1. (verb) to fall off bit by bit, fall to pieces.
I pōhēhē hoki he pērā te pōhutukawa, nō te whāwhātanga atu, nā, ngāhorohoro noa iho (JPS 1893:123). / The pōhutukawa was mistaken for a similar species, but in handling the flowers they simply fell to pieces.
2. (verb) to be abundant, fall abundantly.
Ko te whakatipu o Te Hāroto he whīrokiroki, engari he tangata ātaahua, māia anō ki te mahi, ā, i rite anō ki a Te Urukehu, kāre he hamumu o te waha, engari kia kī te puku i te waipiro, ngāhorohoro noa iho te kōrero (EM 2002:16). / Te Hāroto had a lean physique, but he was a handsome man, a capable worker and, just like Te Urukehu, said very little, except when he had a belly full of liquor, when he had lots to say.
3. (verb) to erode.
Nā te mahi a te tangata ki te tope i te ngahere i te hiwi nei, i ngāhorohoro ai te whenua i te wā o te āwhā (RP 2009:296). / It's because of the action of man in cutting down the forest on this hill that the land was eroded at the time of the storm.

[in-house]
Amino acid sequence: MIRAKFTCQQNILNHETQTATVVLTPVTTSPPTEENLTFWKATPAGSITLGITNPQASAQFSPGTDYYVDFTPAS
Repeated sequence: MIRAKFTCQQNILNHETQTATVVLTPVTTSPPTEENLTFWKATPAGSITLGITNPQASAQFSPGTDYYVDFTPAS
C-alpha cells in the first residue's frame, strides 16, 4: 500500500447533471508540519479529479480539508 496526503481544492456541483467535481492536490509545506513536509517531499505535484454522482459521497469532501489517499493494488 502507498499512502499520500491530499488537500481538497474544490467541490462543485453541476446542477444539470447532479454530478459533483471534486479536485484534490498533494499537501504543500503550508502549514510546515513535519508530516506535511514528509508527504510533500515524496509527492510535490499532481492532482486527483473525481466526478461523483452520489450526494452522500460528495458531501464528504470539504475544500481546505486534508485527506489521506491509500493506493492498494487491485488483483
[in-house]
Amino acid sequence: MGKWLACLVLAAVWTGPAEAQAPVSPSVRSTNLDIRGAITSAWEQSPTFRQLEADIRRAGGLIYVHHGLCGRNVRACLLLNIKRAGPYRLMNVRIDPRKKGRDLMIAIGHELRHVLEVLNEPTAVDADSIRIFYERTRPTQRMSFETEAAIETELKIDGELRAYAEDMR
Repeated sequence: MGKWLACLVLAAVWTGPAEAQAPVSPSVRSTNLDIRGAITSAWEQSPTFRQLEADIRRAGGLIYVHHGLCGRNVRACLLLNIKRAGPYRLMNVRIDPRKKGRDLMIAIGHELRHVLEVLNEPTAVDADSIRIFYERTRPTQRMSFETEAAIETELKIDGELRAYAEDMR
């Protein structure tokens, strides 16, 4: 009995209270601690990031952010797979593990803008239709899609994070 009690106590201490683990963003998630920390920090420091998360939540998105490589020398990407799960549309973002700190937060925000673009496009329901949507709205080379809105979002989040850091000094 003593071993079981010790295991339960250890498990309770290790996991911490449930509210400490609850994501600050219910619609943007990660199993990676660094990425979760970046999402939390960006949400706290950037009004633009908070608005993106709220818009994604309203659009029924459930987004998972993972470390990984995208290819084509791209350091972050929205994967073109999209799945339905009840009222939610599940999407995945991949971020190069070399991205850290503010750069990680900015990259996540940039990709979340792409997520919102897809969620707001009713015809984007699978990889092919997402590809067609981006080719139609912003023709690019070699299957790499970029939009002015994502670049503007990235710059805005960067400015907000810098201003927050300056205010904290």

4. (modifier) eroded.
Tirohia te whenua ka tohu ai ngā wāhi ngāhorohoro (RP 2009:295). / Look at the land and point out the eroded parts.
5. (noun) erosion.
Mā te mahi a te hau, mā te wai (te awa, te moana rānei), mā te awa kōpaka, mā te mahi a te tangata, a te kararehe rānei e hua mai ai te ngāhorohoro (RP 2009:295). / Erosion can be caused by the action of wind, water (river and sea) and glaciers, or by the actions of people or animals (RP 2009:295).